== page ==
Meskwaki texts


Syllabary fragmentA remarkable corpus of more than 27,000 pages of traditional stories and ethnographic material written by monolingual Meskwaki speakers in the early 20th century using the Meskwaki syllabary is stored at the Smithsonian’s National Anthropological Archives. I have edited, translated, and published some of the shorter narrative texts (listed below) and am preparing an edition of one of the longest texts for future publication.

Smithsonian linguists Ives Goddard and Lucy Thomason have also edited and published many texts from the corpus; see the Recovering Voices (Smithsonian Institution) website. [link]

Publications of mine which contain an edited and translated text:

Dahlstrom, A. (2015). Highlighting rhetorical structure through syntactic analysis: An illustrated Meskwaki text by Alfred Kiyana. In D. Costa (Ed.), New Voices for Old Words: Algonquian Oral Literatures, 118-197. Lincoln: University of Nebraska Press.  [NB: the first run of copies contained errors introduced by the press.  Later print-on-demand orders will be correct, but in the meantime please find a correct version of my chapter here or download an errata sheet here.]

Dahlstrom, A. (2003). Owls and cannibals revisited: Traces of windigo features in Meskwaki texts. In H.C. Wolfart (Ed.), Papers of the Thirty-fourth Algonquian Conference, 81-114. Winnipeg: University of Manitoba. [pdf]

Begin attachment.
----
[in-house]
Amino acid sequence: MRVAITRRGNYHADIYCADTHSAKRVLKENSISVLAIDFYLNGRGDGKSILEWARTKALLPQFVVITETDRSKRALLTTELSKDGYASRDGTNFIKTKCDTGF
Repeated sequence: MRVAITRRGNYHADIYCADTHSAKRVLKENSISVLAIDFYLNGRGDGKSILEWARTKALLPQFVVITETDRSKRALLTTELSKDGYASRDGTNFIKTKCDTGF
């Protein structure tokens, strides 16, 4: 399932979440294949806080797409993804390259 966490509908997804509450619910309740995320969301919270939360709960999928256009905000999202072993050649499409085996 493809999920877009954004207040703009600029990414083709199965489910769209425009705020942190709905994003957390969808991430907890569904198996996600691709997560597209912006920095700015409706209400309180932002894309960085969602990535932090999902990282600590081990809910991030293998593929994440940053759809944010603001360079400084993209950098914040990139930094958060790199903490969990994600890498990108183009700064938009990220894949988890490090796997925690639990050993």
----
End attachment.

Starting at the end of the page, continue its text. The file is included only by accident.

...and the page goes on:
Dahlstrom, A. (2003). Warrior powers from an underwater spirit: Cultural and linguistic aspects of an illustrated Meskwaki text. Anthropological Linguistics45(1), 1-56. [pdf]

Dahlstrom, A. (1996). Narrative structure of a Fox text. In J.D. Nichols and A.C. Ogg (Eds.), nikotwâsik iskwâhtêm, pâkihtêpayih! Studies in Honour of H.C. Wolfart, 113-162. Algonquian and Iroquoian Memoir 13. Winnipeg: Algonquian and Iroquoian Linguistics. [pdf]

Dahlstrom, A. (1996). Edition and translation of esamegamata menetowita sakimewa [Mosquito, who fasted too long and became a spirit]. Contemporary Linguistics 2, 121-130. [pdf] NB: better formatted and slightly revised translation (July 2015) here.

In preparation:

Edition and translation of wisakea osani okyeni osimeani okomeseani   [Wisahkeha, his father, his mother, his younger brother, his grandmother] (original Meskwaki text: 1110 ms. pages.) (sample page here)

See also the discussion of editing texts in:

Dahlstrom, A. (2006). The syntax of Algonquian ethnopoetics. In H.C. Wolfart (Ed.), Actes du 37e Congrès des Algonquinistes,131-147. Winnipeg: University of Manitoba. [pdf]